Now, a bus loaded with tourists and a car following it  came from the opposite direction and they stopped and inquired why Mr P’s car was stopping there. Seeing a lot more of his own species, Mr P gathered courage and blurted out that he had seen a lion and all the tourists got very excited. They got their cameras out and started gazing all around. 

The driver of Mr P’s car then realised that Mr P’s lion was nothing other than a portion of a big tree trunk and surreptitiously informed that to Mr P. To save the situation, a sheepish Mr P told the passengers in the bus and the other car that because of all the noise they made, the lion could have disappeared back into the forest.  Mr P was relieved indeed when his driver slowly started the car again and began to drive away.

To overcome the embarrassment and also to give him more courage, Mr P decided to take another swig of his bottle of the Figura. It was a very potent wine and he could hardly keep his eyes open. He was hoping to take the rest of the wine to Gujarat and said as much to the driver who was eying him curiously.

“No, you are not allowed to do that sir,” said the driver. “Gujarat  is a dry state”.

“What the…..!” Mr P shouted. He huffed and he puffed. And he brooded on what could be done. Rather than waste the wine on his companions or throw the wine with the bottle away before they crossed the borders into Gujarat, Mr P being Mr P decided to finish the whole bottle of wine then and there. A very inebriated Mr P fell into a slumber that was interspersed with nightmares of lions sitting on his tummy, which made him wake up and get the car to stop – so he could empty his bladder. It was during one such occasion that Mr P saw those two lions. They were slinking slowly across the road and Mr P gave a shrill ear-piercing cry.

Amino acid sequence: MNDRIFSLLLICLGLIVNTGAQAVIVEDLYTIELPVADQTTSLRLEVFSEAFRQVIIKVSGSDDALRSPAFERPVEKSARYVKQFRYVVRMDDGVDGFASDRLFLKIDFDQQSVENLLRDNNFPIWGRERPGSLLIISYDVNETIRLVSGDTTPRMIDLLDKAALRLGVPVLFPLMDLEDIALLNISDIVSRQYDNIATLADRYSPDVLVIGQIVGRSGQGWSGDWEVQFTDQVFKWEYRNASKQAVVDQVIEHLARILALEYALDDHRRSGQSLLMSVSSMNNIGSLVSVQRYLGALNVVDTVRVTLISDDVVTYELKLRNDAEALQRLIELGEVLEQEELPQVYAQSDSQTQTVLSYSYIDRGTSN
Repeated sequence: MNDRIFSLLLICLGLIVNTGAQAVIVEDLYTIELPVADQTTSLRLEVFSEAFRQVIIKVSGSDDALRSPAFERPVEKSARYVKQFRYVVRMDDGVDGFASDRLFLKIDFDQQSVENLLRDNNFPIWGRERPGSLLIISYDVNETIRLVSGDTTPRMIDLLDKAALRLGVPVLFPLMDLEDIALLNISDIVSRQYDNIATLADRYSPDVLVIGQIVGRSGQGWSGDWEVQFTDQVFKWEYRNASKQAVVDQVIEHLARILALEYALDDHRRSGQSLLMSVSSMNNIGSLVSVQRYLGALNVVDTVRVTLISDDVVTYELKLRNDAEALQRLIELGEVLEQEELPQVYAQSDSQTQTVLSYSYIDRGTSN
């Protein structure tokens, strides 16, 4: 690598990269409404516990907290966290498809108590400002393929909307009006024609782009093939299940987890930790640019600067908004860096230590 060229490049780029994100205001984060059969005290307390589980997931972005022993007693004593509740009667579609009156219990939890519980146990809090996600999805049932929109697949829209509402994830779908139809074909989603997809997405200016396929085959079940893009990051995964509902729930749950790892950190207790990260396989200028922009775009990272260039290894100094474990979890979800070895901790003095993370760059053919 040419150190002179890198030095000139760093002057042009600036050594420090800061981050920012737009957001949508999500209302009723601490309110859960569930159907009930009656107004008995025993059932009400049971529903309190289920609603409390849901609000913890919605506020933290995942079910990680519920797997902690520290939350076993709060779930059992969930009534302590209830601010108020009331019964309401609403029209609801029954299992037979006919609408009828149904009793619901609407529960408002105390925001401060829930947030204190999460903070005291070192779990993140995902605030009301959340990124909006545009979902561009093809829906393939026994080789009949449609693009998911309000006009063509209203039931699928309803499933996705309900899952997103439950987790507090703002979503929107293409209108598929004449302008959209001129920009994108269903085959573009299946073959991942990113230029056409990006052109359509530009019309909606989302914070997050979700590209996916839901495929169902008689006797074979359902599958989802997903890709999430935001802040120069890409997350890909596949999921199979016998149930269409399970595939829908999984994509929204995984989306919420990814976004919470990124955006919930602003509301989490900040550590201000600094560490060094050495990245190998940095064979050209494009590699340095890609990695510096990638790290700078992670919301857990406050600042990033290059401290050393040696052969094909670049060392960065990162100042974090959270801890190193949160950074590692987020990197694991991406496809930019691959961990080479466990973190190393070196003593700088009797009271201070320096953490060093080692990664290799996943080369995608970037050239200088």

“Lions ! Lions!” he shouted at the top of his lungs and jolted everybody else out of their skins.

The others looked eagerly to where Mr P was pointing and saw those two scared little puppies that appeared to be trembling, quite shaken by Mr P’s screams. They belonged to the dog or canine species (Canis lupus familiaris) rather than the feline species (Felidae panthera leo)!

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The story ends here and it is left to your imagination as to what could have happened with the rest of Mr P’s journey. Of course, it being Mr P, one can only imagine that everything would have gone incident free(tongue in cheek)!  

Of course Mr P would have had to go through a police check post into a dry state with a full bottle of the gift wine in his bags! What with all the lion encounters and the tryst with ‘La Bella Figura’, he had completely forgotten about that!

Did you?